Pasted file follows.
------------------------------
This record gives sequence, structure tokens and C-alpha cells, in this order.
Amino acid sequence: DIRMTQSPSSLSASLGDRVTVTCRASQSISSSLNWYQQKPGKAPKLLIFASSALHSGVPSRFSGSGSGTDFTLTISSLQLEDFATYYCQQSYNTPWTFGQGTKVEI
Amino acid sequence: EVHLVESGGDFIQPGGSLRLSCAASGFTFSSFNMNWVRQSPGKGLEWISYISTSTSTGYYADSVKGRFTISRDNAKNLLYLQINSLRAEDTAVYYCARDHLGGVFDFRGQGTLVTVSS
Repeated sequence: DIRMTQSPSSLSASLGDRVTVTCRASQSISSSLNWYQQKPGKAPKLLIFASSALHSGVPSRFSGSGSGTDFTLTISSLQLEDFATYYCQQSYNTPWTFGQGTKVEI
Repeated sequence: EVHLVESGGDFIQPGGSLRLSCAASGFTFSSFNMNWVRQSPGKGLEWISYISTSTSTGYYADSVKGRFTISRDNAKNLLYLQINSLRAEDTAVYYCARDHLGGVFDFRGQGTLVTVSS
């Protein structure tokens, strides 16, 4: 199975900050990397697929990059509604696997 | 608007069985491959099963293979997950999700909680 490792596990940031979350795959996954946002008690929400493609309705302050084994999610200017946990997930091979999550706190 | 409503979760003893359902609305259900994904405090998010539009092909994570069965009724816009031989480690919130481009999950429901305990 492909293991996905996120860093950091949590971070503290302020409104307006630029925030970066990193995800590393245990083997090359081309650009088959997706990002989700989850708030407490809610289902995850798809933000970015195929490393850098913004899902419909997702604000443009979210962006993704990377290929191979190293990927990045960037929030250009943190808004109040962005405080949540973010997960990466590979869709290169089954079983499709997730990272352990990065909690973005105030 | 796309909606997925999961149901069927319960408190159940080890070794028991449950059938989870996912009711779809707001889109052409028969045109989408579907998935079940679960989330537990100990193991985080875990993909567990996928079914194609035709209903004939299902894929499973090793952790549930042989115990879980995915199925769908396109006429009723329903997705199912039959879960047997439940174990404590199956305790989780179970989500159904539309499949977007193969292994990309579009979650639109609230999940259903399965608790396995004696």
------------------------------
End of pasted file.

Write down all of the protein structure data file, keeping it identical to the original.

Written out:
This record gives sequence, structure tokens and C-alpha cells, in this order.
Amino acid sequence: DIRMTQSPSSLSASLGDRVTVTCRASQSISSSLNWYQQKPGKAPKLLIFASSALHSGVPSRFSGSGSGTDFTLTISSLQLEDFATYYCQQSYNTPWTFGQGTKVEI
Amino acid sequence: EVHLVESGGDFIQPGGSLRLSCAASGFTFSSFNMNWVRQSPGKGLEWISYISTSTSTGYYADSVKGRFTISRDNAKNLLYLQINSLRAEDTAVYYCARDHLGGVFDFRGQGTLVTVSS
Repeated sequence: DIRMTQSPSSLSASLGDRVTVTCRASQSISSSLNWYQQKPGKAPKLLIFASSALHSGVPSRFSGSGSGTDFTLTISSLQLEDFATYYCQQSYNTPWTFGQGTKVEI
Repeated sequence: EVHLVESGGDFIQPGGSLRLSCAASGFTFSSFNMNWVRQSPGKGLEWISYISTSTSTGYYADSVKGRFTISRDNAKNLLYLQINSLRAEDTAVYYCARDHLGGVFDFRGQGTLVTVSS
């Protein structure tokens, strides 16, 4: 199975900050990397697929990059509604696997 | 608007069985491959099963293979997950999700909680 490792596990940031979350795959996954946002008690929400493609309705302050084994999610200017946990997930091979999550706190 | 409503979760003893359902609305259900994904405090998010539009092909994570069965009724816009031989480690919130481009999950429901305990 492909293991996905996120860093950091949590971070503290302020409104307006630029925030970066990193995800590393245990083997090359081309650009088959997706990002989700989850708030407490809610289902995850798809933000970015195929490393850098913004899902419909997702604000443009979210962006993704990377290929191979190293990927990045960037929030250009943190808004109040962005405080949540973010997960990466590979869709290169089954079983499709997730990272352990990065909690973005105030 | 796309909606997925999961149901069927319960408190159940080890070794028991449950059938989870996912009711779809707001889109052409028969045109989408579907998935079940679960989330537990100990193991985080875990993909567990996928079914194609035709209903004939299902894929499973090793952790549930042989115990879980995915199925769908396109006429009723329903997705199912039959879960047997439940174990404590199956305790989780179970989500159904539309499949977007193969292994990309579009979650639109609230999940259903399965608790396995004696």